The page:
Sunday, August 31, 2014

The Lottery as a Voting Strategy?

Japanese crazy box with a hole in it to drop your ballot.
Drop in your ballot, get a fortune cookie!

The Los Angeles Ethics Commission have proposed a lottery to increase the incredibly low voter turnout for municipal elections in Los Angeles, California. It's hard to imagine that L.A. officials could really view the lack of voting turnout as a "crisis". From a strategic political view, this is anything but... politicians, even when not being completely cynical, only care about bringing out new voters who would support their cause.  I don't consider myself cynical in this regard either, as I can't see any benefit to bringing in people who are are destined to vote against you. That being said, I believe the following article describes the sort of strategy that I would consider to be a rather under-handed (translation: scummy) tactic to bring out the kinds of voters who would elect those in favor of....legalized online poker/gambling. Just think about it for a second: if a lottery with poor odds of winning a rather paltry sum of a proposed $100,000 prize is supposed to be enough motivation to get losers with no interest in the democratic process off their broke asses and out to the polls, wouldn't it make sense to plaster the poor neighborhoods with posters saying something to the tune of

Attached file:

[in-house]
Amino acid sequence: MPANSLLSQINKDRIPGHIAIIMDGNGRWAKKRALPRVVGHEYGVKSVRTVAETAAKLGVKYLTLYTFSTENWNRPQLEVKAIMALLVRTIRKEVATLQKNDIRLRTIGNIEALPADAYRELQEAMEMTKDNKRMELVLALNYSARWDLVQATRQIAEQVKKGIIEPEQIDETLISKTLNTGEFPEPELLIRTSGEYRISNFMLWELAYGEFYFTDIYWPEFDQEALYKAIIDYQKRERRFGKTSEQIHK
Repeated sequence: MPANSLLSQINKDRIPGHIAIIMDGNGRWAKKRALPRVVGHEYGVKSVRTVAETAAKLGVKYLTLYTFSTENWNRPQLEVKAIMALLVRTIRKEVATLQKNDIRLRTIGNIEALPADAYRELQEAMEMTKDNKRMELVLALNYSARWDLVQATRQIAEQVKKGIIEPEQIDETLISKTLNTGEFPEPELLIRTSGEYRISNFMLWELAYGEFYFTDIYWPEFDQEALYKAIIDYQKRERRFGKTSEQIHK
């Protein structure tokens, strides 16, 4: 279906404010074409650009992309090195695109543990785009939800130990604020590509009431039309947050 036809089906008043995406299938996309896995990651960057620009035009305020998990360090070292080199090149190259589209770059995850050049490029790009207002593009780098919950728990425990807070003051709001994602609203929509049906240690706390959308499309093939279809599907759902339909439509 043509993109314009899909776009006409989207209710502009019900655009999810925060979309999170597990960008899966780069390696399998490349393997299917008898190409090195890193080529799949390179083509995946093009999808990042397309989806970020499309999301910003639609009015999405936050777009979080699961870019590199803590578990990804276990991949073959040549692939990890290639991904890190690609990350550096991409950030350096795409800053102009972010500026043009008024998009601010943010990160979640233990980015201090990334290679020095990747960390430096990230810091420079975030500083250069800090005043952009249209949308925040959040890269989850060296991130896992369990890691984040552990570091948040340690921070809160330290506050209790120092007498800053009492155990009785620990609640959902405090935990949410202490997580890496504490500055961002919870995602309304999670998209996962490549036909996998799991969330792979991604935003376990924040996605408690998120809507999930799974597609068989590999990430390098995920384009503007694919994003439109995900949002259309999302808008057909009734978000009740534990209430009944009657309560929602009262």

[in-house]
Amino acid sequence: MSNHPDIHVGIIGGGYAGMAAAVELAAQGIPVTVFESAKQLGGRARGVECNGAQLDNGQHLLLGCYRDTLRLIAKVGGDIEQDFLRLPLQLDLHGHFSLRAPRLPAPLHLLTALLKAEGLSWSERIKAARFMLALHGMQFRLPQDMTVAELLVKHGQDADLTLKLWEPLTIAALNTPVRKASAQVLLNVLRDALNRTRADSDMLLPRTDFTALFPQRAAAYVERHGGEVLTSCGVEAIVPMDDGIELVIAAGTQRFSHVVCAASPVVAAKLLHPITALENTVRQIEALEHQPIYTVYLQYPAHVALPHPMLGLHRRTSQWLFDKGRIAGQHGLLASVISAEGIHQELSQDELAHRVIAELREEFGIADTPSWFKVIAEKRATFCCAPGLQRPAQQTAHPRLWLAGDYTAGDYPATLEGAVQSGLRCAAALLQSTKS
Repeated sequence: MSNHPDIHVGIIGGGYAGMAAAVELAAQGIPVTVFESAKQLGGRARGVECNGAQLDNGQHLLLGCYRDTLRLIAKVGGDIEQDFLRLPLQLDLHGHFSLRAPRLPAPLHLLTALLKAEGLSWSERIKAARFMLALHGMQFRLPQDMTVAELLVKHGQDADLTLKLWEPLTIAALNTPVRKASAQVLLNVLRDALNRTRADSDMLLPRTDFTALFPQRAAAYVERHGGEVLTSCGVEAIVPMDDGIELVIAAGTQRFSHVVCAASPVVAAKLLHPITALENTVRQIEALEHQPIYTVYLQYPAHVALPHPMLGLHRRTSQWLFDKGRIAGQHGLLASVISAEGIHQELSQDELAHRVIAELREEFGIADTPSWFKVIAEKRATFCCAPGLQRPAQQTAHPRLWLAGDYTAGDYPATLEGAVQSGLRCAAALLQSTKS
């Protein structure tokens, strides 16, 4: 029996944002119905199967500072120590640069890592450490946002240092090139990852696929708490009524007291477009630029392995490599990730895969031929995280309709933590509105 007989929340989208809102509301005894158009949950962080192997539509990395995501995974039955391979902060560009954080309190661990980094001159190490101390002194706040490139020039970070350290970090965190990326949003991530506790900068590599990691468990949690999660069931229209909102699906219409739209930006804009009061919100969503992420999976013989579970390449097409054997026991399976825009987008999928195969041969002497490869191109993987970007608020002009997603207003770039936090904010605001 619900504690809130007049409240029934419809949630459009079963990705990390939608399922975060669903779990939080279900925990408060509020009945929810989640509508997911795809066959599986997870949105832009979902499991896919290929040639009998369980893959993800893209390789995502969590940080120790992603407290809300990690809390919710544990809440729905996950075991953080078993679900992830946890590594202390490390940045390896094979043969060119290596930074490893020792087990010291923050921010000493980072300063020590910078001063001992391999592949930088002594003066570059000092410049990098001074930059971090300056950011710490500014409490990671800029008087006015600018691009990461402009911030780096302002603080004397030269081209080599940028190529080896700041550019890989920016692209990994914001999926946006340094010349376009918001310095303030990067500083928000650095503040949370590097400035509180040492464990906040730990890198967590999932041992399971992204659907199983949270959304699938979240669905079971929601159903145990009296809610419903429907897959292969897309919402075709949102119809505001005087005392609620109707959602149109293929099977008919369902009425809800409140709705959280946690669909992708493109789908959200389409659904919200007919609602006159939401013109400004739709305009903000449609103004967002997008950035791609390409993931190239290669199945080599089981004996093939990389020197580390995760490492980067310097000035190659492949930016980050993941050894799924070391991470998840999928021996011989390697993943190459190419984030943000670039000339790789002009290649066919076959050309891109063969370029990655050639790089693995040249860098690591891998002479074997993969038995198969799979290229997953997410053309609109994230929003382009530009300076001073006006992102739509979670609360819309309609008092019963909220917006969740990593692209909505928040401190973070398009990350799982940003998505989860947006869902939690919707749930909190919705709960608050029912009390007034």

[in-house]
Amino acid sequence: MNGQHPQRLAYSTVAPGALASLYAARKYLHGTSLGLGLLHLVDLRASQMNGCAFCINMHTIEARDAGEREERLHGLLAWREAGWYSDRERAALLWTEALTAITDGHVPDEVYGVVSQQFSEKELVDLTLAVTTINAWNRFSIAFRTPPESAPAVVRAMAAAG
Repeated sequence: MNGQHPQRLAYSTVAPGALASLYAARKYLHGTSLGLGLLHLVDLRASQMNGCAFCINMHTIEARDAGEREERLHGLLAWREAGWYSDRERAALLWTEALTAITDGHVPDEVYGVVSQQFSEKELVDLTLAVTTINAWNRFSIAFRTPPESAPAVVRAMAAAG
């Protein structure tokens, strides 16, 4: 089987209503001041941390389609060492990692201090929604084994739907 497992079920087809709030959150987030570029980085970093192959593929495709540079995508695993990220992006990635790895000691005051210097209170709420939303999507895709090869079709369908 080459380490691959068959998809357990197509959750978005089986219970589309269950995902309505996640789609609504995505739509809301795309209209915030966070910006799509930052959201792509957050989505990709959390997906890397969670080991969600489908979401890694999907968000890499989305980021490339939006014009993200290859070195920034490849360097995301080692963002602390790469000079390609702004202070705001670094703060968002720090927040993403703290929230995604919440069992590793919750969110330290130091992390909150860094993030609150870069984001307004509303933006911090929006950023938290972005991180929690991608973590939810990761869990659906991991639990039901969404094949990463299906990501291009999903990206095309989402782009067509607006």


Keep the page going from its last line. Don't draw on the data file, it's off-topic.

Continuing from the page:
Stand up for your right to use your money the way you see fit. Online gaming for real money is a victim-less crime. Vote Rich Chance for Mayor on November 15th at the polls.

If you really want to see some eye-opening political strategy in practice, I strongly suggest reading the excellent book Gaming the Vote by William Poundstone.  If politics isn't your thing, check out one of his works that is sure to interest you, Fortune's Formula, which details the origins of blackjack card-counting, the Federal Wire Act, and the Kelly Criterion

Monday, August 18, 2014

Quick Recap: Dan Colman's Placing in the Big One For One Drop Doesn't Matter

Dan Colman standing in front of millions after winning the Big One for One Drop
Please contain your excitement for never having to work again.

Obviously, it's old news about Colman's decision not to speak to the media or promote poker after binking the One Drop for $15 million, but I'm not going to rehash my opinion on such since it has already been echoed by many people before. I just want to address the idea of Colman as the so-called "petulant child" as labelled by the Las Vegas Sun immediately afterwards (translation: spoiled brat).

The fact is that whether you agree with or support his comments after winning it, he is the only one who could say that and hope to have it taken seriously- the winner of the tournament, that is.

Picture him coming in any place below fourth. What those guys have to say doesn't make the press. Quite frankly, no one gives a shit what they think because they weren't even close.

Placing Third: angry for not winning and striking out not due to being petulant, but just sore for not winning.

Runner-up: Read above except multiply that impression by a factor of 10.